To capture the diversity of anchor approaches, we held conversations in a range of geographical locations and across institutions at varying maturities of anchor action. We focused on NHS organisations, which acted as local convening partners. However, we also wanted to hear from other place-based partners, often more advanced in this area, about their anchor work and how this changed during the pandemic.
153 participants from 87 organisations took part, including the NHS, local government, the Scottish government, the Innovation Unit, higher education, the voluntary and community sector (VCS) and others.
Anchor action during the pandemic
From our conversations, it was clear that COVID-19 has created an urgency for more purposeful anchor action and partnership.
‘COVID-19 hasn’t actually changed any of our priorities or focus... [but it has] accelerated and exacerbated the challenges that we already faced and brought into stark focus some of the issues that were already there.’ (Deputy CEO, NHS foundation trust)
The places we spoke to all felt that the impacts of COVID-19 on their communities had increased the need for more purposeful anchor action. The way in which this is pursued will vary by local context, driven in part by the nature and severity of the short-term COVID-19 impact, inequalities faced and needs of the community. Differences may also reflect levels of economic prosperity and resilience prior to the pandemic. We heard examples from across all five ‘pillars’ of anchor action (Figure 1), however, employment was a central focus for many.
Addressing workforce shortages has been a longstanding issue for the health and social care system. Purposeful anchor action on employment can address recruitment and retention challenges, while also enabling the NHS to play a significant role in local socioeconomic recovery. This is especially relevant in the current context, as NHS organisations provide a more stable source of employment compared with other sectors, including hospitality and retail, that have been more directly impacted by COVID-19. We heard a renewed focus on schemes aimed at helping young people into employment, approaches to target recruitment at more deprived areas, and the development of programmes to upskill and train newly unemployed adults.
Stronger partnership working and embedding social value into procurement were also discussed in all conversations. Organisations and systems more mature in their anchor work were increasingly finding ways to tackle multiple pillars simultaneously. Reducing environmental impact and using buildings and spaces to benefit the community were less consistently mentioned as a priority during the acute phase or for the recovery phase of COVID-19.
At the time of publication, the UK health system is still in the eye of the storm. Despite this, the leaders we spoke to felt we cannot afford to wait until after the pandemic to act on this agenda.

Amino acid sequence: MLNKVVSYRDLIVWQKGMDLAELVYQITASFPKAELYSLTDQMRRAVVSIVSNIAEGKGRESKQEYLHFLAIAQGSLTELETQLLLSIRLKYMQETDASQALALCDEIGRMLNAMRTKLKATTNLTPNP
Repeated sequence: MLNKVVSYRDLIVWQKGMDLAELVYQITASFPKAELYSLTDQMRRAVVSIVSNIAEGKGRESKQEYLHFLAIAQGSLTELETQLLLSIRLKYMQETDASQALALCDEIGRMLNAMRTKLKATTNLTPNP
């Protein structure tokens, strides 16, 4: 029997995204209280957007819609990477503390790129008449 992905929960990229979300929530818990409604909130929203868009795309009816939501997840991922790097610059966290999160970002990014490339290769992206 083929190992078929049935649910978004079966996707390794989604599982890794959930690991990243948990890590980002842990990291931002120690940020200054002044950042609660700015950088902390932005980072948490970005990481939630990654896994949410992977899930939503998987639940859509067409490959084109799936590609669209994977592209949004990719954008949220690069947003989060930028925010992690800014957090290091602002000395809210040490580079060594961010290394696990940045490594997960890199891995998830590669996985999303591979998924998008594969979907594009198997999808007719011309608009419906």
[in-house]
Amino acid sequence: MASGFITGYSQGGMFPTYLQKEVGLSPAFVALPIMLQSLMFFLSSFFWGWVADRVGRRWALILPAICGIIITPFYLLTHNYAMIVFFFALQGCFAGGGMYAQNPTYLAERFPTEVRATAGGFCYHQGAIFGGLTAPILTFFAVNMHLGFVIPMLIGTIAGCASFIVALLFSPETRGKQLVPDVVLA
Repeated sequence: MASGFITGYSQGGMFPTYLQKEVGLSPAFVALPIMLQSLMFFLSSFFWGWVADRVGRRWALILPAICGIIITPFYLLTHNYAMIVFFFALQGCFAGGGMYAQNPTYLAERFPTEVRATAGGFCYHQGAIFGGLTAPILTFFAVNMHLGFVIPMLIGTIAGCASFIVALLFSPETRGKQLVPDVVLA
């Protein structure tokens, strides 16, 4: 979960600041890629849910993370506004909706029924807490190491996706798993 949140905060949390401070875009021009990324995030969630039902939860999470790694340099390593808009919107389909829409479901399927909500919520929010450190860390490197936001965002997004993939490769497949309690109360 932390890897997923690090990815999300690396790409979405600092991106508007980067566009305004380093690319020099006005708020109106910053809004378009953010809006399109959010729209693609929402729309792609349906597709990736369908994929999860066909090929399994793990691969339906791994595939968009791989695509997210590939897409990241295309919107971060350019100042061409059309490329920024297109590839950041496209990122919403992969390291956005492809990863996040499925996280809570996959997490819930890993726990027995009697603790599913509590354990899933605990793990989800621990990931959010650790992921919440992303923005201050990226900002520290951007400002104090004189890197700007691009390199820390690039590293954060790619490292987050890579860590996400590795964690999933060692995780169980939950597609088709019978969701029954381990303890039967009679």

Nine key lessons for anchor institutions
Insights from our conversations led us to identify nine key lessons.
Figure 2: Nine key lessons for anchor institutions
Figure 2 shows these lessons grouped into four main areas, which we also use to structure our findings.
- Guiding principles for anchor institutions to consider are important in all stages of anchor work.
- Building blocks to ensure a strong foundation for anchor action.
- Enablers for delivery of anchor priorities includes key factors to ensure anchor plans translate into sustained action.
- Learning and sharing through anchor action includes lessons for anchor institutions seeking to measure their impact or navigate national policy barriers.
These lessons may be familiar to those working in health care and improvement. However, it is important to ensure these lessons are applied intentionally to anchor approaches and addressed coherently and consistently across an area. When applied collectively, they can help anchor institutions and partnerships frame their anchor action to maximise influence and impact.
These nine lessons are complemented by case studies that highlight examples of anchor action. While many of these initiatives are at an early stage, and some were developed prior to the pandemic, they provide practical insights into the potential opportunities, enablers and barriers for successful implementation during COVID-19 and beyond.
Guiding principles for anchor institutions to consider
Lesson 1: Purposefully tackle inequalities
In our conversations there was a clear consensus about the importance of focusing on the inequalities exacerbated by COVID-19. Inequalities in various forms were a major impetus for anchor action. The type of inequality varied, with discussions on inequalities in health outcomes, equitable local economic growth, digital exclusion, and race and ethnicity-related inequalities.
‘Struck by events in the United States, Black Lives Matter and the disproportionate impact of COVID-19 on [minority ethnic] groups, we are determined to ensure that as employers, we are actively tackling inequalities and institutional racism.’ (Director of Workforce Development, NHS trust)